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ID on this high conductive rock / find


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Hi people 

i found this with my fisher f75 ltd . It was on a sand island in the bush land and was 30-40cm down. It reads ID 85 and has a screaming high time . It was encrusted (some crust remains very solid) I removed some if the crust to is it easier . From the outside looks as though it's a rock but when scratched it's shiny inside (both sides have been scratched and reveal the same shiny metal ) . When tapped with a with a metal object it's pings quite high unlike lead or stone is dull sounding so I don't think it's a rock or lead . And it's not magnetic . It's is heavy weighing 106.5grams compared to other rocks same size weighs double .

Is it some kind if primitive tool that's weathered and collected crust over a long period of time ? I can't find anything else like it in the internet . And it looks as though it was shaped this way for a reason . Any insight would be welcome and I'm all ears . 

The top side looks like it's been through heat and molten (smooth ) the other side is rough and not smooth . Both side scratch shiny metal underneath . 

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Secular Hematite with rock matrix? 

Is it possible to expose a fresh surface and obtain a clear pic of the fresh surface?

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It reminds me of encrusted metals I've found along the ocean and lower salinity ocean-accessable rivers.. Never seen anything like that from fresh water.. About half of what I've come across have been iron, the remainder being other metals I've never tried to identify..

Since you say it's shiny beneath scratches, do you think the entire underneath is metal..? If so, I'd soak it in let's say a bucket or tub of some sort other than metal or glass, meaning probably plastic.. Any kind of water is ok.. Just get it good n wet again, then begin pounding on it with a rock, not a hammer or anything else metal.. The encrustments will begin to break off n fall away.. Some smaller 'stuck' pieces you can usually pop off with your thumb nail.. The surface will most likely have an orange-brown through black oxidized layer(s) on it, so prepare for your hands / fingers to get good n stained.. Kind of hard to wash off your skin too. A cheap pair of non vinyl / rubber gloves you can toss (or wash) afterward would probably help prevent the staining, or as bad a staining, to your skin..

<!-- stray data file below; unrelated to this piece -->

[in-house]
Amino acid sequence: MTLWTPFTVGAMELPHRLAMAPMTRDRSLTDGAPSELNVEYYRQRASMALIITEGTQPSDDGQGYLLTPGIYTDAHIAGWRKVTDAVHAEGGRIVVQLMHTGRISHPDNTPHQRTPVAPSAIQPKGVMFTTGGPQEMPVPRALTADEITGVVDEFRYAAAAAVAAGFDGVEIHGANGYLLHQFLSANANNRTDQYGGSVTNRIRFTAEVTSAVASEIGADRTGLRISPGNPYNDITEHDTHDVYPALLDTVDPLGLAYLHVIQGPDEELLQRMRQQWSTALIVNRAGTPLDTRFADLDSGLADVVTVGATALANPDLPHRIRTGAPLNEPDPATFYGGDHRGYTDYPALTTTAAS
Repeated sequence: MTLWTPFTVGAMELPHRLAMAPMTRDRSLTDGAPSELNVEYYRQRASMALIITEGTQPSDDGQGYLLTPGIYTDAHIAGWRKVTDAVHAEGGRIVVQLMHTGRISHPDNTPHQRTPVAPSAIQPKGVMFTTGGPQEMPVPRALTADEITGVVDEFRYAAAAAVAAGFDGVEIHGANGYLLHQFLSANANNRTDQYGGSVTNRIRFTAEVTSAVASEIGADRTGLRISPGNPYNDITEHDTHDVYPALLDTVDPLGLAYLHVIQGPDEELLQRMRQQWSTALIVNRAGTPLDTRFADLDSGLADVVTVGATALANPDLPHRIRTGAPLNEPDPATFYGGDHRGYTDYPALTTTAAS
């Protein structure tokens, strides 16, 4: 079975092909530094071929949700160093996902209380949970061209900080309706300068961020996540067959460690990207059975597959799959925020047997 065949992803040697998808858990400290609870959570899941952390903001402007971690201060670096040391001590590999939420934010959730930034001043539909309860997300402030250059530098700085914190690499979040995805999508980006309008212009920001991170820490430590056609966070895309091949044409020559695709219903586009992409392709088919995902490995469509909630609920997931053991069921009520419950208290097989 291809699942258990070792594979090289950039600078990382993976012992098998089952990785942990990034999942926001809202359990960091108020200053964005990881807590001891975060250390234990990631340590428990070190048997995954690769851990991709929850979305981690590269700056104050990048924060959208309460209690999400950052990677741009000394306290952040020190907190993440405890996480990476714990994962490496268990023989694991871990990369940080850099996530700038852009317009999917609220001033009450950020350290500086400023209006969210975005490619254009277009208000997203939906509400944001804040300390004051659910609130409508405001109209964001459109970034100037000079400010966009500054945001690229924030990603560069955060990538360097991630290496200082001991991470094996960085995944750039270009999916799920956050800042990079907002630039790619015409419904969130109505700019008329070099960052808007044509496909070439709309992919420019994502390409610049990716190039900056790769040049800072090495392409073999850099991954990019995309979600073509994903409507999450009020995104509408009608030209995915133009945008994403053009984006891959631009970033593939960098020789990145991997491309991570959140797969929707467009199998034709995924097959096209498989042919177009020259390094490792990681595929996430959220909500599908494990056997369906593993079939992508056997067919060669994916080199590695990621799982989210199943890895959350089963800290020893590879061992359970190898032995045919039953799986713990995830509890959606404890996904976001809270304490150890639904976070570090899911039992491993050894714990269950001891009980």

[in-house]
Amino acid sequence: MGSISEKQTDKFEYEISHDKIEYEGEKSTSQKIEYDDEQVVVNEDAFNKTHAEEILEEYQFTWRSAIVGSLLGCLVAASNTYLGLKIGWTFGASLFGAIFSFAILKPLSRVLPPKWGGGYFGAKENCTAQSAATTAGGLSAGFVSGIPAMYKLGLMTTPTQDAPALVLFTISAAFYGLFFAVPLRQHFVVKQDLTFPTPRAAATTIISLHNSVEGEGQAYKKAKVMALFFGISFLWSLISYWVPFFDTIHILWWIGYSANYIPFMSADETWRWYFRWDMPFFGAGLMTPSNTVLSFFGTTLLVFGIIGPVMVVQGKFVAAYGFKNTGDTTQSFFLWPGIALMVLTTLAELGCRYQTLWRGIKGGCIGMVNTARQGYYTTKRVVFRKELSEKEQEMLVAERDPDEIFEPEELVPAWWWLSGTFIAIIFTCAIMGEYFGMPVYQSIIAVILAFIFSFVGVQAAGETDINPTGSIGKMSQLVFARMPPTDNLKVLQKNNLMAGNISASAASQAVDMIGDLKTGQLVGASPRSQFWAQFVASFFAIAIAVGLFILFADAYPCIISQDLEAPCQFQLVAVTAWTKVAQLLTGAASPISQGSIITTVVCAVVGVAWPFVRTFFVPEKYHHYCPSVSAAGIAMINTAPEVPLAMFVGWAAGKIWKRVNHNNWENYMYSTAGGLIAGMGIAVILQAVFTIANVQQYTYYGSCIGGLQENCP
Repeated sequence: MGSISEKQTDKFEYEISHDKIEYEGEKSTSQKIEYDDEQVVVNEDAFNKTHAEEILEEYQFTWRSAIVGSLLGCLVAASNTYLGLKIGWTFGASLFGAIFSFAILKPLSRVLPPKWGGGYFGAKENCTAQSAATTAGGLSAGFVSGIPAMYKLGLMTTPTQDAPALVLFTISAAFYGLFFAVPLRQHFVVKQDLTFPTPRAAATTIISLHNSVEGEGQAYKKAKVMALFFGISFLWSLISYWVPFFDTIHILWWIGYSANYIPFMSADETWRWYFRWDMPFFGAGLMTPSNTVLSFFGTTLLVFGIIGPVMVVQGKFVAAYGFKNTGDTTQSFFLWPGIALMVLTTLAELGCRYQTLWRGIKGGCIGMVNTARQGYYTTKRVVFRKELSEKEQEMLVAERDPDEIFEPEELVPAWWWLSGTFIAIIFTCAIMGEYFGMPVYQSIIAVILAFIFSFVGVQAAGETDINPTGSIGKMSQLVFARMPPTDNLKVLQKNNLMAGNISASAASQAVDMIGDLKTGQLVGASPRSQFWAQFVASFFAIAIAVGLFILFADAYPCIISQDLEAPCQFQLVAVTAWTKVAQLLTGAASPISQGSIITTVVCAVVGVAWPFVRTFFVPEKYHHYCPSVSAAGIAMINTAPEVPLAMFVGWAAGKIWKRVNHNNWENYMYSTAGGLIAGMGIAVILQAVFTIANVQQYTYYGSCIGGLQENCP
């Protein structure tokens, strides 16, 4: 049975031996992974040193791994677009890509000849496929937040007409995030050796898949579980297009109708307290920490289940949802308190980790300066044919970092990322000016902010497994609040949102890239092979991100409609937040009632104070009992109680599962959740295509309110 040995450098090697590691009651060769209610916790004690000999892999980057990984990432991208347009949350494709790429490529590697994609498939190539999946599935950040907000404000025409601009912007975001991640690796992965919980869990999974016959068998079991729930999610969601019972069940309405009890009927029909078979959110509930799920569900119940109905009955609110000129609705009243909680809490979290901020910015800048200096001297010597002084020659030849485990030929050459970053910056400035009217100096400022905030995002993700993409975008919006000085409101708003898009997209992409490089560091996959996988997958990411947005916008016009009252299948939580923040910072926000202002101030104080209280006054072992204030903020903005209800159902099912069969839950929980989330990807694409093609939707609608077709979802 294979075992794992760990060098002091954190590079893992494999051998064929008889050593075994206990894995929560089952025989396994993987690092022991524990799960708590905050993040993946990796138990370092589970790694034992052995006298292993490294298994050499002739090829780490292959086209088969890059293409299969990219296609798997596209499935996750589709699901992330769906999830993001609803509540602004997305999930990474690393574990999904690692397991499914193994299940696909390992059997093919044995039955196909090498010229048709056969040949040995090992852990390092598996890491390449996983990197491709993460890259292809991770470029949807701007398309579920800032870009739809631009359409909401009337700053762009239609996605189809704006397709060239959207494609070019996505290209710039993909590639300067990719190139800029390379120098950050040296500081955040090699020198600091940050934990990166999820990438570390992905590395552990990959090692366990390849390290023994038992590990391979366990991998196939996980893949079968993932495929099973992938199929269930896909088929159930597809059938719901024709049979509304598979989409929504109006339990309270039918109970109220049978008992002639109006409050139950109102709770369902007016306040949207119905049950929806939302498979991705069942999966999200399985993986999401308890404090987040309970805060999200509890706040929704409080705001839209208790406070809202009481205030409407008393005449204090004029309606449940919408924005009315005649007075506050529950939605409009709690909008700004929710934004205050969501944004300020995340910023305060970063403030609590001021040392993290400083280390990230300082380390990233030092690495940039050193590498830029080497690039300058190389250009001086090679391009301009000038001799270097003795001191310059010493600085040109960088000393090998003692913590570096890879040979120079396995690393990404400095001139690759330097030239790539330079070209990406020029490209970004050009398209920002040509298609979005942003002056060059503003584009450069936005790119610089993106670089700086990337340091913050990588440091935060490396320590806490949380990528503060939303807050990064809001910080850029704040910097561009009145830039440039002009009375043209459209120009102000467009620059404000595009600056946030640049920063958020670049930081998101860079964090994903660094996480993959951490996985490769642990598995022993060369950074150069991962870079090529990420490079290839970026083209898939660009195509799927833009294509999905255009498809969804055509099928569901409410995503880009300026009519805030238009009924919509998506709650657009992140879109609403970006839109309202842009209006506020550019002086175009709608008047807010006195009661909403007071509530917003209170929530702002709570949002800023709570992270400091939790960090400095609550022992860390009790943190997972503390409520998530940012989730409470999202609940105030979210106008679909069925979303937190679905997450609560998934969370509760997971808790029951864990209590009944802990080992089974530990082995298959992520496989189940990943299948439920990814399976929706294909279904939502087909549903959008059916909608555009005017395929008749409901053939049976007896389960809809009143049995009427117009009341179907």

If you believe it to be totally metal within, there's no reason to leave the encrustment in place -- so may as well get rid of it to have a better look..

Also, although I've found encrusted metal objects in sand, they've never had 'that' kind of encrustment, unless of course what you're calling sand is actually now high-and-dry ocean bed.. The object can't encrust with those types of materials unless they are there to begin with, in which case I can see rain being the catalyst.. If where you found it is really just sand, short of someone finding the object somewhere else then losing it there is to me the only feasable explaination for where you found it..

And sorry I can't give you any "hit" numbers beyond lo-hi or hi-lo.. All I ever found were with an one-tone-only PI, so it's a dig everything scenario if ya want to know for sure what ya just beeped..

FWIW..

Swamp..

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My initial thought was it looked like a fishing downrigger weight..... And maybe it is. Maybe the rusty crusty on it is giving your detector a false high tone/reading.

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Thank you for the replies and time taken . 

Before I started bashing it to remove the crust age I have someone taking a look at it in the coming weeks who thinks it may be an axe head of some kind (aboriginal ) . 

It was found on an island by the coastland of Australia known to have had heavy aboriginal inhabitants . So it might be some kind of tool or weapon . As the tribe there were known to have tomahawks .

to become encrusted like it has would have taken a long long time I imagine ? As I've found musket balls 1810 that are still smooth lead and not encrusted ( in the same dandy area ) . It was found near an old path leading into the bush from the sandy beach ( harder more compressed sand ) but still easy to dig . 

 

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This sample has a very strong resemblance to a shark tooth.  Maybe it's a natural cast of a shark like the "Weasel Shark" that has impure hematite as the infilling material.  That would account for the shape, location, lack of details and confusing mineralogy.  Shark Tooth

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